Practice of professional athlethes that helped intervene with PST

A. The study that is potrayd in this article is a case study. The thesis statement is, there were many profiles as well as psychologial assessments that were applied during the practice of professional athlethes that helped intervene with PST. What the psychologist is trying to test in this experiment is, what is the functional realtionship between emotional affect and performance within an athlete. The exprimental groups in this study were Division 1 athletes on the women’s varsity team. They wer all under 20, split into 2 groups and were given different circumstances to see their performance at the same sport outing. This study helps contribute to the abnormal psychology field because case studies help us distingush between emotions when looking at different groups of people. Emotions are very important because they help us see the development of someone’s brain and watch the abnormalities occur when certain emotions are triggered. Certain emotions can also stir up a mental disorder when experienced a lot due o the trauma generated by that singular emotion. We see the study of emotions in this study by watching the golfers play. They were given a specific time to work up to a final event and we can see their development through TOPS. Using TOPS as well as looking at a person’s IZOF we are able to see the development of their emotions over the course of their games. By the final tournament we are able to see the person’s emotions through the TOPS survey which helps develop a consensus of how the study was taken.

B. Introduction:
The one study that was explored in the chapter, I plan on discussing further and exploring more about is Analogue because I never heard of or learned about Analogue so when I read the chapter Analogue, right away caught my attention since its a very interesting topic that no one really talks about, unlike a case, correlational, experimental, and field studies. An analogue study is basically an investigation that attempts to replicate or simulate, under controlled conditions, a situation that occurs in real life, what that means is a type of experimental design where the participants or procedures used are similar but not identical to the situation of interest. The example I am going to discuss is a research article called “The relevance of analogue studies for understanding obsessions and compulsions” by Johnathan S. Abramowitz, Laura E. Fabricant, Steven Taylor, Brett J. Deacon, Dean Mckay, and Eric A. Storch. These authors explained and explored obsessive-compulsive symptoms and the related phenomena about it.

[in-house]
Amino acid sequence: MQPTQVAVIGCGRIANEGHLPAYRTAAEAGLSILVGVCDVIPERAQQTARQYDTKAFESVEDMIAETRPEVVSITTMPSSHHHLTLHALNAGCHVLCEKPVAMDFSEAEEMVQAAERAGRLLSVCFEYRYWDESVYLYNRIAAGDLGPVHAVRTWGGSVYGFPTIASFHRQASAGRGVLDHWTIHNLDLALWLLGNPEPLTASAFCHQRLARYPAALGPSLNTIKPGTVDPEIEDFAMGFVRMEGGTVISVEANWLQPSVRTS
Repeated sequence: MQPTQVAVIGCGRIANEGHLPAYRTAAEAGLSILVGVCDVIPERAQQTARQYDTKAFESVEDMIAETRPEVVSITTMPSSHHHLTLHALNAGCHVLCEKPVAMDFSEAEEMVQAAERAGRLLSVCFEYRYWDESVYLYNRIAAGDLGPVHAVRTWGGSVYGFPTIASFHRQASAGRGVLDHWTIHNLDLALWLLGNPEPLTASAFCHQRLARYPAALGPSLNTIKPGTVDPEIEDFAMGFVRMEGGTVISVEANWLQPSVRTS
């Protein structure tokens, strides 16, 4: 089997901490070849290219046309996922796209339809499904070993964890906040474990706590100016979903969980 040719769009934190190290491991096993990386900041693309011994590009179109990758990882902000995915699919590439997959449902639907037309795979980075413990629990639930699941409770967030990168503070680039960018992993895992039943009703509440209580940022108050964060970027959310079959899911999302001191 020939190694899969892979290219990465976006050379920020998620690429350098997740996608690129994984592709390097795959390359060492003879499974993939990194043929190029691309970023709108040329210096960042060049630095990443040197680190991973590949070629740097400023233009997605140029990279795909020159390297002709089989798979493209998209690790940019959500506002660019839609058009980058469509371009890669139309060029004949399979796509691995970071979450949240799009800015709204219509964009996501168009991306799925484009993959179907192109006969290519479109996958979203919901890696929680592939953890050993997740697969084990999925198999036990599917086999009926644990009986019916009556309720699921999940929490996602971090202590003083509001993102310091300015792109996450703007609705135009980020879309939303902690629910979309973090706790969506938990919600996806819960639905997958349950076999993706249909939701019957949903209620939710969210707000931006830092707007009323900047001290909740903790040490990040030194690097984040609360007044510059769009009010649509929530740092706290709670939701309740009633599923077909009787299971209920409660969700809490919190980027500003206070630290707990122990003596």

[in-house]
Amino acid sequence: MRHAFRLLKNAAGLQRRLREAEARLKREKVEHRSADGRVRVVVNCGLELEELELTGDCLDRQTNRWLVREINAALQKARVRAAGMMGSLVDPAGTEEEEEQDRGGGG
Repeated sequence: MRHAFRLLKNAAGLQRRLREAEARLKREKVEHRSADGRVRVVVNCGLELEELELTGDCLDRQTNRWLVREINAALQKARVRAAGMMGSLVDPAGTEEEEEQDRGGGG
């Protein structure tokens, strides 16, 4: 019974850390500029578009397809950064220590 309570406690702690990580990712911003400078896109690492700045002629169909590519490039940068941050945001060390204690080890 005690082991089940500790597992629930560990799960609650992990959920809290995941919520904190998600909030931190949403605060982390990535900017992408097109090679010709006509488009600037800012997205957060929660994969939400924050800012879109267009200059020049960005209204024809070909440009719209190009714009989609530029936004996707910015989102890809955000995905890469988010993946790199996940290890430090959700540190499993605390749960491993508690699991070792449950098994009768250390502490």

Based on their findings, the authors have concluded that whether findings from nonclinical analogue samples provide insight into the nature of Obsessive compulsion symptoms in clinical samples is dependent on the extent to which psychological processes and mechanisms are hypothesized to govern the development and maintenance of Obsessive complusion symptoms across different samples. It was assumed by the authors that the results derived from analogue samples could be generalizable to understanding the phenomena associated with Obessive compulsive disorder in individuals with a diagnosis of this disorder based on the assumption that the results derived from these samples would be relevant and generalizable. Among the five assumptions were (a) Obessive compulsion symptoms are prevalent in non-clinical populations, (b) they are dimensional rather than categorical, (c) they share similar etiologies, (d) they are phenomenologically similar across clinical and non-clinical populations, and (e) they are associated with the same development and maintenance factors in clinical and analogue samples (Abramowitz et al., 2014). Based on these assumptions, the findings of studies that addressed these assumptions strongly support the notion that analogue research is indeed relevant in a continuum of severity for individuals with obsessive-compulsive disorder to better understand the phenomenon. Although the severity of Obsessive Compulsion Symptoms in non-clinical individuals differs, they are qualitatively indistinguishable from those found in clinical samples of Obsessive Compulsion Disorder patients. There are several advantages to using analog samples in research on obsessive compulsion related to psychopathology, even though studies using clinical samples can have immediate implications for understanding, assessing, and treating patients with obsessive compulsion, especially in practical settings.

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